16. #16
    Flashaholic* DIWdiver's Avatar
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    Default Re: RGB LED selectable colour

    Capacitive touch is a cool idea if you can get the things that cheap. Can you post a link? Maybe we can figure out how to incorporate it into the color changing pixel.

    If you can print a housing, that would be awesome! Design it so everything fits nicely, assembly is easy, and away you go.

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    Default Re: RGB LED selectable colour

    Quote Originally Posted by mrmop View Post
    I'm happy to assemble a kit if I know what parts I need and someone could do me a simple circuit diagram.

    Obviously I'd need a lot of these made up, maybe 200-300 so cost is an issue.

    The cheapest alternative I can think of at the moment would be a capacitive touch sensor PCB (about 20p each) and a white LED all mounted in a 3D printed square 'pixel' with an opaque front. Mount them all in a matrix and when you run your hand over the surface it would light the LEDS on the latching function of the PCB. Press them again to turn off.
    These wouldn't be coloured so more limited in the overall effect and patterns that can be created but price-wise they are spot on. Probably less than £1 per pixel.
    It's a lot more than just a circuit diagram. A PCB would need to be layed out with the exact parts you'd be using, then get PCB fab'ed (no doubt in China), acquire the parts, then assembly and test. There's a lot of effort and overhead. What you're looking for likely exists, just a case of finding it. There are alternate solutions you could try out without too much cost.

    The simple counter circuits are just ideas thrown into the mix. For the same end cost you could get something with more flexibility, but not too much complexity. For example with the mixed colours (if that's what you want), something with a bit of PWM control could adjust those colours, otherwise you "get what you get".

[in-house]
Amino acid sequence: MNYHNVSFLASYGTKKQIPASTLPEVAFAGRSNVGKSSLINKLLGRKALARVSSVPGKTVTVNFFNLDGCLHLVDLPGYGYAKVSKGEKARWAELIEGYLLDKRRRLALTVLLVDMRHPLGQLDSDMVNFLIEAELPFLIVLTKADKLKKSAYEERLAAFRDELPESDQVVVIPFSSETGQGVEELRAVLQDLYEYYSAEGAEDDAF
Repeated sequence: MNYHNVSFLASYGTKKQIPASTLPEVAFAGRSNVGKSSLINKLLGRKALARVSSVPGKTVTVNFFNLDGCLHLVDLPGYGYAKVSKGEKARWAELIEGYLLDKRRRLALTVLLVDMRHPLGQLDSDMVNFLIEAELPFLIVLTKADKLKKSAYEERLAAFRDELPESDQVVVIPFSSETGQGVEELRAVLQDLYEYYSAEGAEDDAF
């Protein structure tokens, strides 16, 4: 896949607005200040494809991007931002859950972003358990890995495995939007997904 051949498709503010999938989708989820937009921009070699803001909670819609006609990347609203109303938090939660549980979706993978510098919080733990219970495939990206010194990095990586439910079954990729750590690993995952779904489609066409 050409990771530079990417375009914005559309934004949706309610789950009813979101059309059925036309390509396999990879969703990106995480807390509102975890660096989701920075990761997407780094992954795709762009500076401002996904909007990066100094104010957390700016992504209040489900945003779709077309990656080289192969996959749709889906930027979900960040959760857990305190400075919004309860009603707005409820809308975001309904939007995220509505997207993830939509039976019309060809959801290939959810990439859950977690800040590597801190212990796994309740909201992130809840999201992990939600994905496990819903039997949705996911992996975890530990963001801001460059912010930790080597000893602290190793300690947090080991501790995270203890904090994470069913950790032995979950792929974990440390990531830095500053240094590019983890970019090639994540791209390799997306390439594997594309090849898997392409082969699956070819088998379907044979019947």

Some other points:

    (1) Not sure how important is brightness and colour-matching among the units. Especially with low-cost solutions, the variation is hard to predict. It would be noticed with modules close to each other, visible at the same time. It's somewhat subjective.

    (2) Anything using pushbutton switch needs some protection from static (ESD) which can kill electronics. Touch switch is an option I was thinking of also.

    I opened up a fancy plug-in LED nightlight (MAX-NL-S1A) which includes a USB charger and other features, which is overkill, plus being too bulky and costly for the OP's usage. But...it manually cycles through three LED colours blue/green/white using a touch pad, so whatever controls this may be of interest.

    After getting past two security screws I managed to partially disassemble the device, but not enough to observe the control circuitry. I'd rather not destroy the working of it as it functions well. If I do find get it open and find an obtainable/useful chip (not a COB), I'll pass this on.

    Dave

  18. #18
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    Default Re: RGB LED selectable colour

    It would be fair to say that projects such as these require a certain amount of "optical" design in addition to
    mechanical and electrical/electronic.

    Depending on desired appearance, LEDs behind a translucent cover should have some level of diffusing to appear uniform. I did a quick check on the cheap fibre-optic light base, using a plastic bulb cover. Irregular circular patterns were formed, different for each colour, with ringed "artifacts", not very uniform. The "mixed" colours are overlapping shapes, not well mixed.

    So this particular low-cost example in itself may not be the best option.

    Dave
    Last edited by Dave_H; 04-26-2021 at 08:34 AM.

  19. #19
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    Default Re: RGB LED selectable colour

    Well, just found yet another dollar-store RGB item which in itself may not be adaptable to the OPs requirement, but convinces me that a solution is out there at reasonable cost. A small round puck with clear faceted lens plugs into smartphone micro-USB port (which is supposed to power it) and should flash in response to music being played; a sort of mini "disco" light.

    Lens appeared to be glued on (no screws), so I gently squeezed it in a vise which popped the glue seal. It came apart cleanly, nothing damaged.

    Small PCB has 8-pin controller chip (unmarked of course), four SMT LEDs (red, green, two blue) and small transistors to drive LEDs. Small electret microphone for sound pickup is mounted on the PCB bottom.

    Device did not work on my phone for some reason, no big deal. I found power connections and attached wires, connected to variable power supply. With about 4v applied, it goes into a slow 7-colour sequence, periodically breaking into a very rapid flashing for several seconds, with no sound input. Sound caused very rapid flashing, and short sound like a clap caused slow sequence to advance one step (neat!).

    LEDs themselves are interesting, resembling large chip resistors with some sort of built-in diffuser.

    With PCB covered by a translucent plastic bulb removed from a LED ac bulb which failed (Philips BTW), light dispersion was very even, including mixed colours, very pleasing effect. Too bad there is no obvious way to manually control the LED sequencing.

    Dave